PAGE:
The brand of “Asset Management Inc.” is in decline. Whilst this fall is evident in the way in which the world’s largest institutional asset managers are perceived by the intermediaries and media that follow them, it is even more pronounced for UK wholesale managers.
The most obvious way to interpret these findings is that, as part of an industry facing considerable reputational threats, asset managers would be well advised to hone their defensive lines of communication and don their PR tin hats. Yes, to an extent. However, in a sector where active managers are remunerated to provide uncorrelated returns to falling markets - seeing downturns as opportunities to outperform and demonstrate their value - the same principle applies to brand and communications; during an industry-wide “brand downturn”, the ability to decorrelate from the sector’s negative trend will position companies strongly to reap the business benefits, ultimately helping to attract inflows, talent and client loyalty.
Two years of negative headlines, often focused on the asset management industry’s inability to justify its fees by an ability to deliver market-beating returns, has meant that the findings of our biennial Asset Management Brand Index make for sober reading. Brand scores – based on the views of intermediaries and the media – have fallen across institutional and wholesale managers since the last Index was published in 2017, dropping from 69.4% to 67% on average – with a more marked decline amongst wholesale managers. Of the 90 companies in the two ranking tables, 52 saw their overall brand score fall, with only 26 rising. In the wholesale list 28 of 40 firms’ scores dropped, with only 6 risers. The perceptions of investment advisers and journalists is reflected in broader consumer sentiment. According to the 2019 Edelman Trust Barometer, only 47% of UK respondents say they trust asset managers – lower than those who say they trust banks (55%) or insurers (51%).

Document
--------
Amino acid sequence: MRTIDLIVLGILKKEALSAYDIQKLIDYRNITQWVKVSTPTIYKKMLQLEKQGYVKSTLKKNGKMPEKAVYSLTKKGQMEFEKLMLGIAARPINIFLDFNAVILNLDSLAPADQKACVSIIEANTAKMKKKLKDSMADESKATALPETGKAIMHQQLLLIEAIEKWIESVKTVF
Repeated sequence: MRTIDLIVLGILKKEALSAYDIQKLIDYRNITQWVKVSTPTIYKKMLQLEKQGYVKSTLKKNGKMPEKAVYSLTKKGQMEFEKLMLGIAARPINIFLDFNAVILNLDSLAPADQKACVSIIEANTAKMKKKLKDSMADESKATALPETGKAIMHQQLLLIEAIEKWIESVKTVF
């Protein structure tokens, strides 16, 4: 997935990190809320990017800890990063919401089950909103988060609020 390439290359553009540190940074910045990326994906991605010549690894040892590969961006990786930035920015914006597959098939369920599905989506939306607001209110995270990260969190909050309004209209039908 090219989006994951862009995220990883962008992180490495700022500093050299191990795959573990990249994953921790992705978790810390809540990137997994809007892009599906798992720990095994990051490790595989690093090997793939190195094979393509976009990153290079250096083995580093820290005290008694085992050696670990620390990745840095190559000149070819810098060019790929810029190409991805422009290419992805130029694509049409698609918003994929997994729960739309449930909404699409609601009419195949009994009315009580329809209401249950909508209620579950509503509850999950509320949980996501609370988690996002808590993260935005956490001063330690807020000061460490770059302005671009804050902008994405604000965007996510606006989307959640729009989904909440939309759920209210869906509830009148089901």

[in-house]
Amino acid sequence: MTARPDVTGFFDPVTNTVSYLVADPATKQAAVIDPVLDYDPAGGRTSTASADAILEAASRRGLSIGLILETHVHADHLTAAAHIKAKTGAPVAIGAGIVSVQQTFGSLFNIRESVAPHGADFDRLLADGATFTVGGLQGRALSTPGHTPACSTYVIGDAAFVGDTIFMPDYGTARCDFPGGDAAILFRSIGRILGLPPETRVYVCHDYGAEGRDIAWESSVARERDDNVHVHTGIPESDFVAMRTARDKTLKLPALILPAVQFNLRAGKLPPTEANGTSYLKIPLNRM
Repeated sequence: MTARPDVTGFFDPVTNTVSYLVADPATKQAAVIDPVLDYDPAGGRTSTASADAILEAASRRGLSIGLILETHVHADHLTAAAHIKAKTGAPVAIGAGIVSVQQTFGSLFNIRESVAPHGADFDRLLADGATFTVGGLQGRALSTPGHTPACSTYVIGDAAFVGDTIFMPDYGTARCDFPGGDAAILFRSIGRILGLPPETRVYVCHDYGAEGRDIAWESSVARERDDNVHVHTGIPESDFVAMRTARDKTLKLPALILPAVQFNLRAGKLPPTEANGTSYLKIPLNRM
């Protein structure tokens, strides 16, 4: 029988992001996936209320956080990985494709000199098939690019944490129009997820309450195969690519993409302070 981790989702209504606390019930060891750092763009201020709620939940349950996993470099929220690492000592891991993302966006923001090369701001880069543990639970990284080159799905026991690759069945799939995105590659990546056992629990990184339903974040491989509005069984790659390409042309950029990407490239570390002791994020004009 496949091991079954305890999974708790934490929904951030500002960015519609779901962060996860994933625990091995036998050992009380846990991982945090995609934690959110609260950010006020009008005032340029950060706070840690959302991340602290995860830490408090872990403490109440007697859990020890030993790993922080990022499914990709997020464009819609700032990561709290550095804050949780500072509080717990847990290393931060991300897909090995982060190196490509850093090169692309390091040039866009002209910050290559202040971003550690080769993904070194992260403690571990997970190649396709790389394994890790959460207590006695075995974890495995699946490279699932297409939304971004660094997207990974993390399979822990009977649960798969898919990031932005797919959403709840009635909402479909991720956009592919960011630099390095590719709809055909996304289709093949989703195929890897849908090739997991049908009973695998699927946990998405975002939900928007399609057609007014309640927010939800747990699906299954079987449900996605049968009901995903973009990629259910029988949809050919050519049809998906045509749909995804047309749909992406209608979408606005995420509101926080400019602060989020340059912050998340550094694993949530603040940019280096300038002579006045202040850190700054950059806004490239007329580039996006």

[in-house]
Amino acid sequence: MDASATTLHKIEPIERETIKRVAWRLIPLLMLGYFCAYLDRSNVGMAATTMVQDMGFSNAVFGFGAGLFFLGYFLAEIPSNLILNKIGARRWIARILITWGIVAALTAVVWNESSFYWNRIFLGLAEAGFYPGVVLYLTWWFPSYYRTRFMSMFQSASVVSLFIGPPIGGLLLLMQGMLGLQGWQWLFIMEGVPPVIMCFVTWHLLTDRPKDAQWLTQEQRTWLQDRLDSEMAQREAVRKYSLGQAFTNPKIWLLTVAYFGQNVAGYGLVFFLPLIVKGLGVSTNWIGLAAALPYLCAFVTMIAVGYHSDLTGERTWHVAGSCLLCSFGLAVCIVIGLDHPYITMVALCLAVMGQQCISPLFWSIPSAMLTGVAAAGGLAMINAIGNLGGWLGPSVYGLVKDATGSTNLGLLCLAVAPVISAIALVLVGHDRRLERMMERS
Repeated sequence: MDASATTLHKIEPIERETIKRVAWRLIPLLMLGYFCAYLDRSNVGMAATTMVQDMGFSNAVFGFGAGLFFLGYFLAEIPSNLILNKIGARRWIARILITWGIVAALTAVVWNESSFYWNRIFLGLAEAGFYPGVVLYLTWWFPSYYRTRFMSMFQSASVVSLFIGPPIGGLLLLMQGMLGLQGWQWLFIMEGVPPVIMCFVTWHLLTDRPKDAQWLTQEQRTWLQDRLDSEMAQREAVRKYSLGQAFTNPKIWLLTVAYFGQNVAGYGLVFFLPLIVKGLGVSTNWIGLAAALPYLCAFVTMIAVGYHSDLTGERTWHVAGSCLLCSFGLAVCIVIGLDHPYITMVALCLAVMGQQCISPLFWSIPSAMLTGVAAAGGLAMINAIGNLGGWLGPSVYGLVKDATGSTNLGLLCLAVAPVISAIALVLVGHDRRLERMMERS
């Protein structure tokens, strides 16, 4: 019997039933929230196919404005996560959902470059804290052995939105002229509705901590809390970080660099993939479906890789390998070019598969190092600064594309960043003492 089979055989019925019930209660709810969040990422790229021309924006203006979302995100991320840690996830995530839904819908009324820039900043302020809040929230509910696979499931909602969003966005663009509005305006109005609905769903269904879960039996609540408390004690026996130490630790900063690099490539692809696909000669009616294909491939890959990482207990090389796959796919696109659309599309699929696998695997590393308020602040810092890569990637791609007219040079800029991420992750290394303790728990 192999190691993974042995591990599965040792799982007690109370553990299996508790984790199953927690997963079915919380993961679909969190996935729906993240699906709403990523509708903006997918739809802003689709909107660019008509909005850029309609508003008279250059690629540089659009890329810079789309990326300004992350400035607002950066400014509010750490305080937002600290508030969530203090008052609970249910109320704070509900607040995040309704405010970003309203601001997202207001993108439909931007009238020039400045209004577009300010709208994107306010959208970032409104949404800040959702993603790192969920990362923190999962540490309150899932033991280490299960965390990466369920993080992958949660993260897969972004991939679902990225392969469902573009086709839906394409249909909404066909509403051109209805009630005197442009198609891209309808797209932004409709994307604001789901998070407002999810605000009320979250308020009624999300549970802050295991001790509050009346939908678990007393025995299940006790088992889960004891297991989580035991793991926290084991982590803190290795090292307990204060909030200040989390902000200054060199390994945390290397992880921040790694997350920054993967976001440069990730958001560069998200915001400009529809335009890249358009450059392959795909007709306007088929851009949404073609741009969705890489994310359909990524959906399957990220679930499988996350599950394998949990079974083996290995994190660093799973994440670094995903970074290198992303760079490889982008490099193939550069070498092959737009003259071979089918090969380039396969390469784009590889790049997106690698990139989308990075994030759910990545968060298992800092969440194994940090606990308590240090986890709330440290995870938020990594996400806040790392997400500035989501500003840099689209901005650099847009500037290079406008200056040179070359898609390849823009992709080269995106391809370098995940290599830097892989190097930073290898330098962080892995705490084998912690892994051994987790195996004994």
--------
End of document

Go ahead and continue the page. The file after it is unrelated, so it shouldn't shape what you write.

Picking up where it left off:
A corollary of a generally hardening view of the sector from investments consultants, IFAs and investment media, is that differentiation has been tougher to achieve. There is an increasing sense from these communities of asset managers being a fairly homogenous group, with only a handful of firms standing out successfully. The average score for “uniqueness/distinctiveness” in our Index fell from 71% in 2017, which placed it within the “fairly strong” bracket, to 67.2% in 2019, firmly within the “average” bracket.
Taking a deeper look into the data – and those firms which emerged as winners - provides clues about how a differentiated, strong brand can be developed. There are three areas in particular which appear widely to be underleveraged by investment firms and which, if companies can communicate their position convincingly, have a significant impact on the way they are perceived by those that buy, or write about, their funds.